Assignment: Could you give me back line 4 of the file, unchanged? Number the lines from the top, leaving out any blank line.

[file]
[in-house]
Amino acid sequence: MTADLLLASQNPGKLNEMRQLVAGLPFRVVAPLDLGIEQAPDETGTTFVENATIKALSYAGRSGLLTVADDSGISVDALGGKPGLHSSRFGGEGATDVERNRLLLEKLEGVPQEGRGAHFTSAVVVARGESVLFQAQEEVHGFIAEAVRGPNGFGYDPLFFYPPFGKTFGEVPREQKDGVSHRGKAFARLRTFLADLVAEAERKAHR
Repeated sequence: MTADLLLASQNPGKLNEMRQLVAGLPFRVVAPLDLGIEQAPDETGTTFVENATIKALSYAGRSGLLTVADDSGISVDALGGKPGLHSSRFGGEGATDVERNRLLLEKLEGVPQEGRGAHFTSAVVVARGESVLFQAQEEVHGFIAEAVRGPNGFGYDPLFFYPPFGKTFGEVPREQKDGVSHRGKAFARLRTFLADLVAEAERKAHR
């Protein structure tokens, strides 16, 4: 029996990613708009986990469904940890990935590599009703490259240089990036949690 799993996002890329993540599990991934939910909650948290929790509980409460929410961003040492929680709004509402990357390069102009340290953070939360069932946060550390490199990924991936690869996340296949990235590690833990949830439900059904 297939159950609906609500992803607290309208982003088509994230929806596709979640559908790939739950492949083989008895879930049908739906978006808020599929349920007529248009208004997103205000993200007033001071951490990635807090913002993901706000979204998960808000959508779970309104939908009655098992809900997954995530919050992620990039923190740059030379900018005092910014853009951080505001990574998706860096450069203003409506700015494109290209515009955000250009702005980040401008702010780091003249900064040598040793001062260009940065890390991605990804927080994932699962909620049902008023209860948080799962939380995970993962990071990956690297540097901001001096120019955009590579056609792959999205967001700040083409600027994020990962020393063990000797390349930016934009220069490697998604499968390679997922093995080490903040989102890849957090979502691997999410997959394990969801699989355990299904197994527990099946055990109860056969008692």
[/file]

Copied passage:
């Protein structure tokens, strides 16, 4: 029996990613708009986990469904940890990935590599009703490259240089990036949690 799993996002890329993540599990991934939910909650948290929790509980409460929410961003040492929680709004509402990357390069102009340290953070939360069932946060550390490199990924991936690869996340296949990235590690833990949830439900059904 297939159950609906609500992803607290309208982003088509994230929806596709979640559908790939739950492949083989008895879930049908739906978006808020599929349920007529248009208004997103205000993200007033001071951490990635807090913002993901706000979204998960808000959508779970309104939908009655098992809900997954995530919050992620990039923190740059030379900018005092910014853009951080505001990574998706860096450069203003409506700015494109290209515009955000250009702005980040401008702010780091003249900064040598040793001062260009940065890390991605990804927080994932699962909620049902008023209860948080799962939380995970993962990071990956690297540097901001001096120019955009590579056609792959999205967001700040083409600027994020990962020393063990000797390349930016934009220069490697998604499968390679997922093995080490903040989102890849957090979502691997999410997959394990969801699989355990299904197994527990099946055990109860056969008692």